The amount of sunlight incident on a PV module determines how much electrical energy it produces. Since the position of the sun is constantly changing as it moves across the sky, the angle of incidence (AOI), the angle between the sun vector and the surface vector, is also constantly changing. Energy production is maximized when the PV module is pointed at the sun (using tracking systems). The increase in energy production has to be compared against the additional cost of moving PV modules to follow the sun.
The amount of sunlight reaching the earth is almost constant, around 1360 W/m2, just above the atmosphere. Atmospheric conditions like, particulates in the air, clouds, water content, and other weather conditions determine how much sunlight reaches the surface and how much gets reflected back to space. Shading from natural and man-made sources also affects incident radiation. Solar radiation incident on a surface is measured using a variety of sensors. Most common sensors measure either the light energy or heat energy of incident sunlight. Solar radiation can also be estimated by satellite measurements of cloud cover and other measurements.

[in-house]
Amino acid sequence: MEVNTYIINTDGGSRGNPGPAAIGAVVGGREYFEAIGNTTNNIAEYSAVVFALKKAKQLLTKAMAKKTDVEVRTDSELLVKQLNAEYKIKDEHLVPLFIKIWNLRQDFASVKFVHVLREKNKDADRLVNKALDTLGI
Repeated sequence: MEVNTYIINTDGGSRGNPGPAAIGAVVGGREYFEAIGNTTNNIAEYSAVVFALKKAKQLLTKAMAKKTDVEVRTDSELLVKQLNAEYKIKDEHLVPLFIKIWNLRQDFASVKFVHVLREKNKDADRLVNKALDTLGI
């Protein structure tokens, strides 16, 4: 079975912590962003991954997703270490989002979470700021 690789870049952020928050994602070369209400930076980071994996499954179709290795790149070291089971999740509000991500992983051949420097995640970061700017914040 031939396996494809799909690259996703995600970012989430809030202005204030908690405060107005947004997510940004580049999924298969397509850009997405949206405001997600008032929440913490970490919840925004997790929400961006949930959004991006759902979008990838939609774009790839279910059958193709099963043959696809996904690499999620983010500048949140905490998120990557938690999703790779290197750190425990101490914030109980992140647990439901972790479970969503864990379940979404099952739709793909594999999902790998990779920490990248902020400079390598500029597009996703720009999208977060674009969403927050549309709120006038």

Sunlight reaching a surface has two components: direct incident radiation and diffused radiation. Diffused radiation is a measure of ambient light and is due to reflections from clouds, ground, and other sources. Global horizontal irradiation (GHI) is the total irradiation incident on a horizontal surface. Plane of Array (POA) irradiation is the total irradiation on any tilted surface. Typically POA is measured co-planar with the PV module. Direct Normal Irradiation (DNI) is the radiation directly incident on a surface. DNI is typically used for two-axis tracking concentrating PV systems, while GHI and POA are used for fixed and tracking flat-plate PV systems.
Incident solar radiation measurements help to quantify the increase in energy production due to tracking. These measurements also help to design, operate, and maintain the PV system. Historical solar resource data is available for various locations from multiple sources. In the US, NREL maintains a National Solar Radiation Database (https://mapsbeta.nrel.gov/nsrdb-data-viewer/).